How does the captive cetacean industry work?
Applications for aqua circus attractions, ie dolphin/orca/beluga shows or swim-with-dolphins programmes, entail getting the relevant local officials on board - a process that takes many months to put into place.
So, by the time public meetings occur, deals are, in most cases, already done and dusted – favours accepted, contracts signed and planning applications well under way.
So, why have these meetings in the first place?
A purely cosmetic exercise to placate the locals and remove any time-delaying obstacles from the proposed aqua circus project.
Where do the captive dolphins come from?
The vast majority are sourced from the notorious Japanese killing cove of Taiji – a black stain on the planet that quite literally drinks the blood of Atlantis. It is here that young, unmarked dolphins are enslaved into global dolphinaria by gangster overlords. The rest (parents and older, craggier-looking dolphins) are barbarically slaughtered by hammering steel rods through their spines - a heinous act that inflicts a slow and torturous death on those super-intelligent beings rejected by the aqua circus.
How quickly is a dolphin made ready for shows?
With expert trainers, a basic show can be cobbled together within 6 months. It is achieved by 15-hour days and sleep deprivation … food for thought for all those officials who gave the thumbs-up to this ill-advised venture.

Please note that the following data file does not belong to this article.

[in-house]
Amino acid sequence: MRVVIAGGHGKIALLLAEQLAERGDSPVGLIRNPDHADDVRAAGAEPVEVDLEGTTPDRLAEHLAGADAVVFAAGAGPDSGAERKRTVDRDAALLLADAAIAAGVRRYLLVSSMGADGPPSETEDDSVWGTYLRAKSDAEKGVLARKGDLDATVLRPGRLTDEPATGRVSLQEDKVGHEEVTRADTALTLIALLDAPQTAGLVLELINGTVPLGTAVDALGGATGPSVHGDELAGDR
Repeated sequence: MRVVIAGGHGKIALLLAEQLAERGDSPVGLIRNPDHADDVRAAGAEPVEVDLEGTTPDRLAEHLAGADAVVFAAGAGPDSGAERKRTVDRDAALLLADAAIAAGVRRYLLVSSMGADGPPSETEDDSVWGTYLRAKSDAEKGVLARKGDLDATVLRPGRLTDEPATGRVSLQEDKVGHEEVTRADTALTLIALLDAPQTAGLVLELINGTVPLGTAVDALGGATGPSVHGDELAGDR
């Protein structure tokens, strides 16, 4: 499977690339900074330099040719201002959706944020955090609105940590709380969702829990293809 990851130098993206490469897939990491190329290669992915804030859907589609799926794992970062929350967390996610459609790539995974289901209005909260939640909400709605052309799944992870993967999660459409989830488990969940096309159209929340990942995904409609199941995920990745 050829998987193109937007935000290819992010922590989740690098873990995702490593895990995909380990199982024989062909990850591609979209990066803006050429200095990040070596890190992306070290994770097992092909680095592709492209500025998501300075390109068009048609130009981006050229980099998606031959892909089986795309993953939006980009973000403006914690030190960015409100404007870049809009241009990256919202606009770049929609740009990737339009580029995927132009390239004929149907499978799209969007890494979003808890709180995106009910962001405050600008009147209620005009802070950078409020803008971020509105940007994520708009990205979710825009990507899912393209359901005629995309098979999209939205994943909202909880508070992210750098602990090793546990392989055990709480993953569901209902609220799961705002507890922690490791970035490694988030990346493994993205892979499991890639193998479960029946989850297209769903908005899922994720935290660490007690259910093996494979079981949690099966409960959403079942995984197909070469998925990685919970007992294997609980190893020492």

What happens to the dolphins’ bodily waste?
A dolphin is a mammal, which means – like humans – it discards urine and faeces.
In a chlorinated show pool (or ‘concrete box’, as I prefer to call it), the waste is broken down using chemicals – a process which not only demands first-class filtration facilities but also regular and costly pool dumps … the latter regularly dodged by dolphinaria company owners due to high costs, which means that by the time they are forced to act, the water is toxic.
So, what happens to this toxic water?
It is dumped into the drainage system or the sea … in this instance, your beautiful bay.
If the facility, however, is situated in the waters of the bay itself, dolphin waste will flow freely around the area, which could - if tidal movements are limited - affect coral reefs and other aquatic life.
And so, to finish - the problems I’ve outlined in this blog are only the tip of the iceberg as I have not dealt with the many injurious effects inflicted on the dolphin performers themselves. Abused, broken Atlanteans, suffering from deep psychological problems, doomed to spend the rest of their days languishing in an alien world.
However, I am sorely aware that Atlantean welfare always comes a very poor second to profiteering. Like many ex-trainers, I am not so naïve as to believe that my words will alter the course your elected officials have embarked on. However, I implore all concerned residents to remember this poisonous decision come polling day.
Thank you for listening.
David Capello – Former Head Trainer